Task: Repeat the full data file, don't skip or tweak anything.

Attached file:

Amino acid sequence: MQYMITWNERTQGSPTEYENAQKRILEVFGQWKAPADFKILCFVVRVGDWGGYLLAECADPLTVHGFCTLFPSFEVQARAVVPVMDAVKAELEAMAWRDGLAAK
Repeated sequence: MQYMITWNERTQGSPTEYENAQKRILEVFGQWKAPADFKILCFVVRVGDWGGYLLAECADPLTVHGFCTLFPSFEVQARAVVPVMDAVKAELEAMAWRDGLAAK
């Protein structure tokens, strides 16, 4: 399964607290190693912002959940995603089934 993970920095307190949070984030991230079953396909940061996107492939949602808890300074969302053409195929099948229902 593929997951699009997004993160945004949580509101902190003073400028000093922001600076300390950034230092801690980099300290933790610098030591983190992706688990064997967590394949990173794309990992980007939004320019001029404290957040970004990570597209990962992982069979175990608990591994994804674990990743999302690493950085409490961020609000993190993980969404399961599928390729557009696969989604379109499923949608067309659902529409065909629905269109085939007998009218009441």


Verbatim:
Amino acid sequence: MQYMITWNERTQGSPTEYENAQKRILEVFGQWKAPADFKILCFVVRVGDWGGYLLAECADPLTVHGFCTLFPSFEVQARAVVPVMDAVKAELEAMAWRDGLAAK
Repeated sequence: MQYMITWNERTQGSPTEYENAQKRILEVFGQWKAPADFKILCFVVRVGDWGGYLLAECADPLTVHGFCTLFPSFEVQARAVVPVMDAVKAELEAMAWRDGLAAK
């Protein structure tokens, strides 16, 4: 399964607290190693912002959940995603089934 993970920095307190949070984030991230079953396909940061996107492939949602808890300074969302053409195929099948229902 593929997951699009997004993160945004949580509101902190003073400028000093922001600076300390950034230092801690980099300290933790610098030591983190992706688990064997967590394949990173794309990992980007939004320019001029404290957040970004990570597209990962992982069979175990608990591994994804674990990743999302690493950085409490961020609000993190993980969404399961599928390729557009696969989604379109499923949608067309659902529409065909629905269109085939007998009218009441």